I think there's some truth to that observation -- that the reason indie-rock scenes were able to grow and flourish, certainly in the 90s, was that nobody had a camera pointed at Chapel Hill, North Carolina, or Seattle or Athens or any of these other towns where all of a sudden, overnight, it seemed that there were at least five great bands and a lot of other really good bands. There was a scene and everybody knew each other. These people had been playing music together for a long time and making 7-inches and tapes and swapping bands and all that sort of thing. And I think that what we've lost in the Internet age is any scene's ability to grow organically and be specific to the region that it's in. I'm certainly not going to take the position, now that I'm in my mid to late 30s, that there's nothing good anymore or it's not the same as it was in my day. I would never take that position, because I firmly believe that music has never been better, and the ability for weird-ass bands like Animal Collective to sell out theaters around the country is something that never would have happened when I was in high school. I think it's better to live in a world where people have access to the niches that they love, but I think what we do see -- I didn't read that article, but I can only assume that it makes this point -- when we look across indie rock are a lot of very similar production trends and sonic trends. And they're happening, you know, as an outcropping of maybe Brooklyn, but they seem to be happening everywhere, and that's a little bit unfortunate.

How did the Aimee Mann collaboration come together for this album, speaking of scenes cross-pollinating?

I've been friends with Aimee for some time now, and when I was writing that song I envisioned it as a duet. It's written from the perspective of F. Scott and Zelda Fitzgerald, and I took a lot of inspiration from their writing but also specifically a book of letters that they wrote back and forth to each other called "Dear Scott, Dear Zelda." I wanted it to be a duet and I thought that Aimee would make a great foil. And she's wonderful. She's a legend, for Chrissakes, and she's also one of the funniest people I've met in my life. She sees the humor in everything, and I think that any good songwriter has to have a good sense of humor.

Are you still in trouble with the Westboro Baptist Church?

I wouldn't say trouble. They had their little protest. Emphasis on little. I think there were more people counter-protesting than there were from Westboro. But as much as I find that sort of speech disgusting, I'd rather live in a country that allows for it and for everybody to see what a small minority that group represents, than to live in a country that would hinder that kind of speech. You have to take the good with the bad.

You've just been through a divorce. How much has that affected the songs on this album?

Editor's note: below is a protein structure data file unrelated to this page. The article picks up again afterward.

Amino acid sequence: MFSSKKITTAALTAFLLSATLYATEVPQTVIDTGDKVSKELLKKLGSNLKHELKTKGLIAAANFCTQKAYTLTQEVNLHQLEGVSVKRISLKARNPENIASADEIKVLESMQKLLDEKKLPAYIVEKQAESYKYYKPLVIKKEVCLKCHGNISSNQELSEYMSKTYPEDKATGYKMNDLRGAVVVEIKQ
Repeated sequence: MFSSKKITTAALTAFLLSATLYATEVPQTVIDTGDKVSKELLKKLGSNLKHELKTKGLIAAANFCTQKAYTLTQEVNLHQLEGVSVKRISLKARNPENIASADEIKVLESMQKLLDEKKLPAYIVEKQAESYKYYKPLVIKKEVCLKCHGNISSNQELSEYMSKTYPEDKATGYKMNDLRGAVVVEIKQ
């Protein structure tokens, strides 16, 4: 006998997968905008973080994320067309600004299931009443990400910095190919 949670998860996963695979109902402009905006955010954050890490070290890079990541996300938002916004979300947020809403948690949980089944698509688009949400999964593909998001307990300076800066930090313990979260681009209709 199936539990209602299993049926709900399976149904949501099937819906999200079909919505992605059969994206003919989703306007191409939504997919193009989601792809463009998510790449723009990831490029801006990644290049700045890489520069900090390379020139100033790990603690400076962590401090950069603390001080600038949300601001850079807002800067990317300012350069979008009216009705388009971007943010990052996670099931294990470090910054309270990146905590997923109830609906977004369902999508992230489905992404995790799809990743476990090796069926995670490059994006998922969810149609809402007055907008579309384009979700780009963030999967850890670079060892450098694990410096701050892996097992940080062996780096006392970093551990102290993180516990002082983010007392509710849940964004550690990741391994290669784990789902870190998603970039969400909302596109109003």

Well, you know, I don't really kind of want to talk at all about that. I think that anything that I write moving forward, you know, people are going to speculate till the cows come home. And I certainly don't want to give people a road map to that speculation. More times than not, when people think a song's about a certain thing, it's not. But for obvious personal reasons, but also because I want these songs to exist within the context of people's lives who are listening to them, I don't want to tell people what part of these songs are my own confessions about my life and the life of those around me. I think it kind of cheapens the purpose of writing a song in the first place --

When it becomes a biographical footnote instead of its own living thing?

Sure. And people are going to and will speculate, and I will continue to write the kind of songs that I write -- and dodge questions like this all day long.

A couple years ago you sang with Jenny Lewis and Conor Oberst on a really wonderful version of "Handle With Care," which was originally recorded by the middle-aged rock stars of The Traveling Wilburys. Where do you hope to be in your career when you're their age?

I've lived my entire adult life never looking forward more than six months in the future, so that's kind of difficult to speculate on. But as I continue to move forward in my life as a musician, I just want to continue to accrue a body of work that people can place in the context of their lives and relate to, and find some joy in. And I am doing exactly what I want to do with my life. You know, outside of playing shortstop for the Seattle Mariners -- I didn't do that, but after that dream this became everything I wanted to do. And for all of the things that people get caught up in, press says this, press says that, people said this, message board that, I've long since cut that out of my life and realized, Listen, I get to do exactly what I want to do with my life. I get to make a really good living doing it. And there are people who have contextualized the music that I write into their lives in a way that it will be there forever. I can't ask for more than that.

Stream 'Former Lives' in its entirety below.